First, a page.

China claims 80 per cent of its government websites have been attacked by hackers, with most assaults launched from the US.
Top Chinese Internet regulator Lu Wei, head of the State Internet Information Office, condemned the use of "superior technology to attack or steal secrets", but he described US-China dialogue on cyber-security as "unhindered", less than a week after the talks appeared to have stalled.
Chinese state councillor Yang Jiechi told US Secretary of State John Kerry this month that resuming cyber-security cooperation between China and the US would be difficult because of "mistaken US practices".
Speaking to reporters at a Beijing news conference today to publicise an Internet conference, Lu said the two countries had "differences but also commonalities", and he hoped they could find common ground.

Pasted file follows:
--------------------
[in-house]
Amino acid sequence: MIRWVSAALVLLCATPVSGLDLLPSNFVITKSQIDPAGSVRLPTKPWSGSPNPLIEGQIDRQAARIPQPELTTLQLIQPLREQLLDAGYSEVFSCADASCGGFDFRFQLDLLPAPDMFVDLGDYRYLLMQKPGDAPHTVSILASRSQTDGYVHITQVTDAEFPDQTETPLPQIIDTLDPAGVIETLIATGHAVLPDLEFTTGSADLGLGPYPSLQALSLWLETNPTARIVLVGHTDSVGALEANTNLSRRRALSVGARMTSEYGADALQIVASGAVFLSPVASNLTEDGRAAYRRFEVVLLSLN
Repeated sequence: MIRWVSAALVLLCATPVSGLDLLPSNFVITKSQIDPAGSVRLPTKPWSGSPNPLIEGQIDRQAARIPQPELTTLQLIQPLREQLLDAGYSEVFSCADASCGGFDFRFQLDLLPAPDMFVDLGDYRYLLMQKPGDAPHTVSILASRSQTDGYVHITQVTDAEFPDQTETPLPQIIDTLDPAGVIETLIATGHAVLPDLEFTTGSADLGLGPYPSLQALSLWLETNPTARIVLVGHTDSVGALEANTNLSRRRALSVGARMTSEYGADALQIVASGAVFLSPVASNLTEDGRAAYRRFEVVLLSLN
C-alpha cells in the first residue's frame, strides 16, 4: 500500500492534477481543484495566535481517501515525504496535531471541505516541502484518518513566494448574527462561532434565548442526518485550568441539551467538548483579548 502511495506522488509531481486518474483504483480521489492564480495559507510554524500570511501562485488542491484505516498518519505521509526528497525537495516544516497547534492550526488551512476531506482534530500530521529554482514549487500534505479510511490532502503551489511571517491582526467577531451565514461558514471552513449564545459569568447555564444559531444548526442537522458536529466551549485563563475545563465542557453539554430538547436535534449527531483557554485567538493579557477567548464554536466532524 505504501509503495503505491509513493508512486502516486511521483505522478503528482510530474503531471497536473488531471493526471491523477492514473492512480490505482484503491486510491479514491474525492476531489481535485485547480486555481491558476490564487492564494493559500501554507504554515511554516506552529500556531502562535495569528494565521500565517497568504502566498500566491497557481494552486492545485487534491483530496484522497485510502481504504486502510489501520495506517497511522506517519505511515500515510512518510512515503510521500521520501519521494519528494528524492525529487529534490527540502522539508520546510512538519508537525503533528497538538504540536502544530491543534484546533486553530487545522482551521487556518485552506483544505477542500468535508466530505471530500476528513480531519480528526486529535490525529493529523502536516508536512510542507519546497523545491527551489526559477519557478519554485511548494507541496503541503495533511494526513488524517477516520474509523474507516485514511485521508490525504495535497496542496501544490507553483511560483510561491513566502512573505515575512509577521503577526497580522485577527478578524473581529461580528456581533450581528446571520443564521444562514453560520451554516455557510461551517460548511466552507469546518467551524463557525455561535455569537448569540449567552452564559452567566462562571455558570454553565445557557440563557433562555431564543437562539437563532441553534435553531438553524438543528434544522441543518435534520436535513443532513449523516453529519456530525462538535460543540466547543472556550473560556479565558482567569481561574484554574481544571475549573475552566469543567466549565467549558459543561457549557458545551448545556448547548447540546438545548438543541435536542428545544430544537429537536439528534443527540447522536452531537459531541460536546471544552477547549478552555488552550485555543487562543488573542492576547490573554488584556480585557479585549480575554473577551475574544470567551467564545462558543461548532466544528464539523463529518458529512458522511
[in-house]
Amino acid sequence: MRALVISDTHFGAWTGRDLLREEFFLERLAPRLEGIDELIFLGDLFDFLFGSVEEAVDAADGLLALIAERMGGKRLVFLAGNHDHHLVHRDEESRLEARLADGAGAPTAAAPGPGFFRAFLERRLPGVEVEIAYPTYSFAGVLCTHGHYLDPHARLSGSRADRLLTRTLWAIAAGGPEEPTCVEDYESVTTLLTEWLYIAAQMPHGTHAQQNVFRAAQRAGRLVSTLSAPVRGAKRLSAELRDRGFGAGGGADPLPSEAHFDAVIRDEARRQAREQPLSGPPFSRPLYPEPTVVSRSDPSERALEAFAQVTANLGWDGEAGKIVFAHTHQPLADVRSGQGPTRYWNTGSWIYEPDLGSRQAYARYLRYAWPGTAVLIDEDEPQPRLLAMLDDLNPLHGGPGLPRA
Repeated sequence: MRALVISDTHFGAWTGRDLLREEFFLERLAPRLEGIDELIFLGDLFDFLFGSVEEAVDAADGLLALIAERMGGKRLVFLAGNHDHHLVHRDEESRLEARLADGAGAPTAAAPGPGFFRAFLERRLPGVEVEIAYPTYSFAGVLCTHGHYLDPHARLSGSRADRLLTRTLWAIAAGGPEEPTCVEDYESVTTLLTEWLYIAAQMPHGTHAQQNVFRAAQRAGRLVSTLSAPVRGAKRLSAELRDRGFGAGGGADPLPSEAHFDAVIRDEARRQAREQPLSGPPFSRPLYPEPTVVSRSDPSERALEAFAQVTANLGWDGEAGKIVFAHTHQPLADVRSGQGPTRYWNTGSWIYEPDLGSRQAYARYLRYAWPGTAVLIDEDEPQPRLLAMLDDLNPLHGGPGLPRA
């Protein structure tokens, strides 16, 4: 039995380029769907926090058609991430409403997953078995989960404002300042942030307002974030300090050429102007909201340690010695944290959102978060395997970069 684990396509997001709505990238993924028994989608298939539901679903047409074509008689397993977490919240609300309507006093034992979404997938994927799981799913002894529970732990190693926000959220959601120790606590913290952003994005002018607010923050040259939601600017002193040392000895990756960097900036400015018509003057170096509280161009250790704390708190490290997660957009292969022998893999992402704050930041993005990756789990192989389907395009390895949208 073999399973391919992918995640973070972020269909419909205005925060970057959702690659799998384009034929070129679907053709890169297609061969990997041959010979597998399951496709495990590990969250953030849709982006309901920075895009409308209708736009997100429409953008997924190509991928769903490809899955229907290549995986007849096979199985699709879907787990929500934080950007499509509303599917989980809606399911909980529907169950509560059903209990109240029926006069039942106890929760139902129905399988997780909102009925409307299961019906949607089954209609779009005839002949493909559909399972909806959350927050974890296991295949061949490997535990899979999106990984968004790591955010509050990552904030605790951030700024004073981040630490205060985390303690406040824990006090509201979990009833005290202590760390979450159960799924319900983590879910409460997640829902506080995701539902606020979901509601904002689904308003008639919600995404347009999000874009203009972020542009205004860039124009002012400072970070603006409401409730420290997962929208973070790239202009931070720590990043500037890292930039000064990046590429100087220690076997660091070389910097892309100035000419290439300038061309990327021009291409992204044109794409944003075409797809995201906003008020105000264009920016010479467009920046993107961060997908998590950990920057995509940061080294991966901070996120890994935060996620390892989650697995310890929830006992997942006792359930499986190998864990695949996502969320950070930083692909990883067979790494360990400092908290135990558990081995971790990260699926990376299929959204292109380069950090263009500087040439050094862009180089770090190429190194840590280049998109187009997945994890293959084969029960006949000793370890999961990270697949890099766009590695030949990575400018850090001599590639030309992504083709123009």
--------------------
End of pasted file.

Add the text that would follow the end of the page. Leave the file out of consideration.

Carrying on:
Cooperation between Washington and Beijing on fighting cyber-crime ground to a halt earlier this year after the US Justice Department charged five Chinese military personnel with hacking US companies to steal trade secrets.
Chinese officials have stepped up their counter-accusations of US government hacking since former National Security Agency contractor Edward Snowden claimed the US had broken into networks and servers in China and Hong Kong.
Lu also defended China's ban on foreign Internet services such as Facebook, saying they were meant to protect the national interest.
"I've never shut down a website outside of China," Lu said. "China has always been very hospitable, but we can choose who enters our house."
Lu disputed news reports in September that quoted him as saying Facebook would "never" be allowed to enter China. "I didn't say Facebook could not enter China, but nor did I say that it could," he said.